Athena, daughter of Zeus, storms to the right. She turns back to grab the hair of her opponent Alkyoneus and wrest him from the earth, his source of protection and strength. At the same time, a snake sent by the goddess delivers a lethal bite to the Giant’s chest. The earth mother Ge throws herself at Athena’s feet, pleading in vain for her son’s life. The goddess of victory floats in from the right to crown Athena […]. Behind her, the two horses drawing the chariot of the war god, Ares, rear before a falling winged Giant. Thus ends the northern extent of the east frieze – although the action is thematically linked to the adjoining north frieze by the figure of Aphrodite, herself an Olympian as well as a counterpart to Ares.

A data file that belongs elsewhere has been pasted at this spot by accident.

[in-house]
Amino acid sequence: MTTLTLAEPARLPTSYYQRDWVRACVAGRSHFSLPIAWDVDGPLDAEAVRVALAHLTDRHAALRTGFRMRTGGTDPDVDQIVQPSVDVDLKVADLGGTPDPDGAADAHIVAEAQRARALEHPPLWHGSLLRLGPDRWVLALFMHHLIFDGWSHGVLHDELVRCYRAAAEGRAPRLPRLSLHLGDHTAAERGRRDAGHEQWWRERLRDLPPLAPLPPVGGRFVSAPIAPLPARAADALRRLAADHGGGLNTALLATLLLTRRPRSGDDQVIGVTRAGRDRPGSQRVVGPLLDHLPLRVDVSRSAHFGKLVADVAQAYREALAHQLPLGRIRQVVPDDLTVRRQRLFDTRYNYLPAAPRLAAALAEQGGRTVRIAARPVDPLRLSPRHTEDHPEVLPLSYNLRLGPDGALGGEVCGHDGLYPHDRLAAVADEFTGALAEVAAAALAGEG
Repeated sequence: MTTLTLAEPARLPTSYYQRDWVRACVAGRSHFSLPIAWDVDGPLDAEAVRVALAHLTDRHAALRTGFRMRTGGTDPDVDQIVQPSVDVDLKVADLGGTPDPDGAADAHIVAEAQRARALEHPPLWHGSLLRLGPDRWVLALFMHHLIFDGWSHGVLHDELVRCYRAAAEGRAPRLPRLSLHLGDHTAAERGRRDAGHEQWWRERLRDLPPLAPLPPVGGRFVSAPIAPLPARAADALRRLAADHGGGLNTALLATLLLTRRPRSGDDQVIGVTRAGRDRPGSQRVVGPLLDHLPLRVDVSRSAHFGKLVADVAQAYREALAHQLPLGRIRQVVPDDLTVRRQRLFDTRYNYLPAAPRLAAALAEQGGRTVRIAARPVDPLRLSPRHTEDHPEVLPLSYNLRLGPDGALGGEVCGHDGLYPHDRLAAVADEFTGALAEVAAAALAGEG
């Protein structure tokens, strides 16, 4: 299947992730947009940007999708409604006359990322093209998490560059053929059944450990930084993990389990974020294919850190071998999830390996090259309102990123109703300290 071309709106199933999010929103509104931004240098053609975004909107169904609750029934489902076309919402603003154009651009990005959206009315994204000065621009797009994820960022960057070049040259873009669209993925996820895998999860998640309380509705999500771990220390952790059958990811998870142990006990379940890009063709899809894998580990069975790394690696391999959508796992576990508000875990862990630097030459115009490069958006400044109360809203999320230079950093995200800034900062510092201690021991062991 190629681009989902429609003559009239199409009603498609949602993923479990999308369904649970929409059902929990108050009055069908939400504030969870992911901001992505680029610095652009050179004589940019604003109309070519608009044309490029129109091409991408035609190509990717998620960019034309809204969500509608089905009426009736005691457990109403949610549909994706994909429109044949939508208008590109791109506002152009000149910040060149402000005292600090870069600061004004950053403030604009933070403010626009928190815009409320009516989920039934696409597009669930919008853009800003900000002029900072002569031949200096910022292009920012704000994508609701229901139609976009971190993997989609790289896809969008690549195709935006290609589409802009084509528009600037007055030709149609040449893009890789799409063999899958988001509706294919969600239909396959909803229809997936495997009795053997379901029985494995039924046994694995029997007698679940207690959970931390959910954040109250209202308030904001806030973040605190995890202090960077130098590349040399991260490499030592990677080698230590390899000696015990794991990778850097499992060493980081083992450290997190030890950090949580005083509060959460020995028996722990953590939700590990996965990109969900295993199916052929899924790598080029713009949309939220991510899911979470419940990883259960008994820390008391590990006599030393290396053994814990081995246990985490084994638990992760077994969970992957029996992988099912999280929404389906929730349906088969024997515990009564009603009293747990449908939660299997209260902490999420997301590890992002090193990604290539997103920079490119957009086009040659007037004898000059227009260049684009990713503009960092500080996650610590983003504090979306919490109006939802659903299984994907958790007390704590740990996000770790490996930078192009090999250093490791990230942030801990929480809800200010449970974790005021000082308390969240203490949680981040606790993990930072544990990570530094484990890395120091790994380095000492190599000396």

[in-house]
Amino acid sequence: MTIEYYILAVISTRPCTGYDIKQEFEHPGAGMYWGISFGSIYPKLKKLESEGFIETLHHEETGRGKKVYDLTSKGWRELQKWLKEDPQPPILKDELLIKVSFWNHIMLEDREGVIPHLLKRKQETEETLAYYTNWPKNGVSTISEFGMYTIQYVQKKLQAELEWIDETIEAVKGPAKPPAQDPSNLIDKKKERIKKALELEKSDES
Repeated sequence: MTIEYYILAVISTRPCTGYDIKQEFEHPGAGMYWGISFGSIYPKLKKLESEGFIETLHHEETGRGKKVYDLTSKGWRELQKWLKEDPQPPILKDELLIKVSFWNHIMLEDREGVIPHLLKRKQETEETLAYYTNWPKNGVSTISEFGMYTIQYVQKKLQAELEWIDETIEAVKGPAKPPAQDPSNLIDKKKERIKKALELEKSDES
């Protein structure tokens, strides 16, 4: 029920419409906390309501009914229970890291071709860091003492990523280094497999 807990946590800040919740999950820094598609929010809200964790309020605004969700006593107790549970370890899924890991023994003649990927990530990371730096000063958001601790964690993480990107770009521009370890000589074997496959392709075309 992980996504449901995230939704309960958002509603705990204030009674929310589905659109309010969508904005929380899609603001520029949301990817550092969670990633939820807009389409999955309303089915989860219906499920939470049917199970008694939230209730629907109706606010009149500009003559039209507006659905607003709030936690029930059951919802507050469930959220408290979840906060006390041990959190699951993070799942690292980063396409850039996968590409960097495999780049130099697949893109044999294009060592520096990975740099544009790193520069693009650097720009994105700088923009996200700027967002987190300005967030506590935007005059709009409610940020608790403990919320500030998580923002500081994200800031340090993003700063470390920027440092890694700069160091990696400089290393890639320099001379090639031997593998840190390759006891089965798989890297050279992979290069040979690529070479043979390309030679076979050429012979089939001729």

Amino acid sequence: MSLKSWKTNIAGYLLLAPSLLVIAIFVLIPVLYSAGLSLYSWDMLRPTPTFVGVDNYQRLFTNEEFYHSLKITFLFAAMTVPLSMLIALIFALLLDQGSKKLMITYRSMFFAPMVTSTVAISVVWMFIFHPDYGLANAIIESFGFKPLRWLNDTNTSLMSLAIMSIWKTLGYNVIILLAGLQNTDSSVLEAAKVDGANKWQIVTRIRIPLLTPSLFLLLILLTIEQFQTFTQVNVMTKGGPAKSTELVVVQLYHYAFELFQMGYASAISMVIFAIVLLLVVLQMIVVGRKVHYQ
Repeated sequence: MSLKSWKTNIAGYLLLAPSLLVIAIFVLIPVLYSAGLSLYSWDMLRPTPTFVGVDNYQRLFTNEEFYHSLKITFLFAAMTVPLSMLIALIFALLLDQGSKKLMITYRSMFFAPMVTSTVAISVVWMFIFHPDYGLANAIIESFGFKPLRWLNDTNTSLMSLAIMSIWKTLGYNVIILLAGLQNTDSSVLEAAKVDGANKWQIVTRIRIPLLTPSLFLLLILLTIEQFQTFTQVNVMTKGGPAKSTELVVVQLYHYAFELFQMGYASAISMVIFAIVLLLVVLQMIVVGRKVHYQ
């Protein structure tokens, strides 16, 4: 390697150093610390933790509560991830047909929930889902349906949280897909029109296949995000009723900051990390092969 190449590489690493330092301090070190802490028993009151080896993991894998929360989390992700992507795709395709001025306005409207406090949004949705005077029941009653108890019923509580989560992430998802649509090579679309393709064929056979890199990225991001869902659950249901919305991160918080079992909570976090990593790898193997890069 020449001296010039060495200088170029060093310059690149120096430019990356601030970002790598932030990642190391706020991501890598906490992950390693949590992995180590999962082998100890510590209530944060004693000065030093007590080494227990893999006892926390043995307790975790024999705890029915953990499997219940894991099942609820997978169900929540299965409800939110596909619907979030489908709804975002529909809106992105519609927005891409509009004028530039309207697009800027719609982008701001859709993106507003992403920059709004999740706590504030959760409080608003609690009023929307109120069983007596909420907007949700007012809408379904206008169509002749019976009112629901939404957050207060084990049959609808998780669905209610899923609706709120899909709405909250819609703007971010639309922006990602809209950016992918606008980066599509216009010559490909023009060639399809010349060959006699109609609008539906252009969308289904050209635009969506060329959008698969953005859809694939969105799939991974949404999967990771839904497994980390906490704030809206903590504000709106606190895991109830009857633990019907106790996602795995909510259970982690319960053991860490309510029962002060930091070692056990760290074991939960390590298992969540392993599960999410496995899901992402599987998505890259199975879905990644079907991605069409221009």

The composition of the scene of Zeus and Athena recalls the west pediment of the Parthenon, where Poseidon and Athena are shown competing for the patronage of Attika. The two figures lunge apart, visually linked by their symmetrical poses and flanked by chariots, appearing in the frieze as a purposeful citation of the exemplary Classical art of Athens.